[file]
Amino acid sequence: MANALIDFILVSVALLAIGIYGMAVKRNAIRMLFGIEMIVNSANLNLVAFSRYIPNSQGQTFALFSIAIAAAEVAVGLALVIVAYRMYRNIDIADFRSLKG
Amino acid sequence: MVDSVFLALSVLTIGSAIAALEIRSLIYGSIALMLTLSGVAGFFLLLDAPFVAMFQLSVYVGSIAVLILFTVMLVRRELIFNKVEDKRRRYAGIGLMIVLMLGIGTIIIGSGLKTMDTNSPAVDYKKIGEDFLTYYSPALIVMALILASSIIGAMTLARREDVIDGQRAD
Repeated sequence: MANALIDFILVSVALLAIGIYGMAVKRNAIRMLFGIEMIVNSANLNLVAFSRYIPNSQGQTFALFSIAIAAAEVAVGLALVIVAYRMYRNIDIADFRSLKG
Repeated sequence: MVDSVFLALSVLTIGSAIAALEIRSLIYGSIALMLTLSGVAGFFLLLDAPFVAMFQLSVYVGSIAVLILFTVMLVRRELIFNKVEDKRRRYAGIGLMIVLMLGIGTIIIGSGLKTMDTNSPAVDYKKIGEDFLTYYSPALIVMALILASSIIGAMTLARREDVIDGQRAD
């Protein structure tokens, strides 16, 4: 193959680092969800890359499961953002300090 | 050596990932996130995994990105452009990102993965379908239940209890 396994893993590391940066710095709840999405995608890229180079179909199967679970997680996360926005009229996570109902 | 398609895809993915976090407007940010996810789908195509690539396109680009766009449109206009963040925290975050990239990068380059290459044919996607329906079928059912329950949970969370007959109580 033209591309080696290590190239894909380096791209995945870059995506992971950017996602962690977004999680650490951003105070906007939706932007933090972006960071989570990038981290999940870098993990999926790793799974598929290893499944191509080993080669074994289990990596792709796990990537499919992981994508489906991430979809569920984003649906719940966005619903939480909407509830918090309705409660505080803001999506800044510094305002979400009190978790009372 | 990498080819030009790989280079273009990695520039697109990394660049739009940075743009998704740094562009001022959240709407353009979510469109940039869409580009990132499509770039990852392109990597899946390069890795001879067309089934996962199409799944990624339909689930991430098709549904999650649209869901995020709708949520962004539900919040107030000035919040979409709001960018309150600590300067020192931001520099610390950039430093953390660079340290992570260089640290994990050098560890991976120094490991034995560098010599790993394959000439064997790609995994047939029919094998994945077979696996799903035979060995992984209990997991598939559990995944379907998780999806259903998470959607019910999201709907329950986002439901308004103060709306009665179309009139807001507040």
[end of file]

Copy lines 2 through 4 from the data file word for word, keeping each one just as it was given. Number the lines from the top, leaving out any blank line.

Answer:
Amino acid sequence: MVDSVFLALSVLTIGSAIAALEIRSLIYGSIALMLTLSGVAGFFLLLDAPFVAMFQLSVYVGSIAVLILFTVMLVRRELIFNKVEDKRRRYAGIGLMIVLMLGIGTIIIGSGLKTMDTNSPAVDYKKIGEDFLTYYSPALIVMALILASSIIGAMTLARREDVIDGQRAD
Repeated sequence: MANALIDFILVSVALLAIGIYGMAVKRNAIRMLFGIEMIVNSANLNLVAFSRYIPNSQGQTFALFSIAIAAAEVAVGLALVIVAYRMYRNIDIADFRSLKG
Repeated sequence: MVDSVFLALSVLTIGSAIAALEIRSLIYGSIALMLTLSGVAGFFLLLDAPFVAMFQLSVYVGSIAVLILFTVMLVRRELIFNKVEDKRRRYAGIGLMIVLMLGIGTIIIGSGLKTMDTNSPAVDYKKIGEDFLTYYSPALIVMALILASSIIGAMTLARREDVIDGQRAD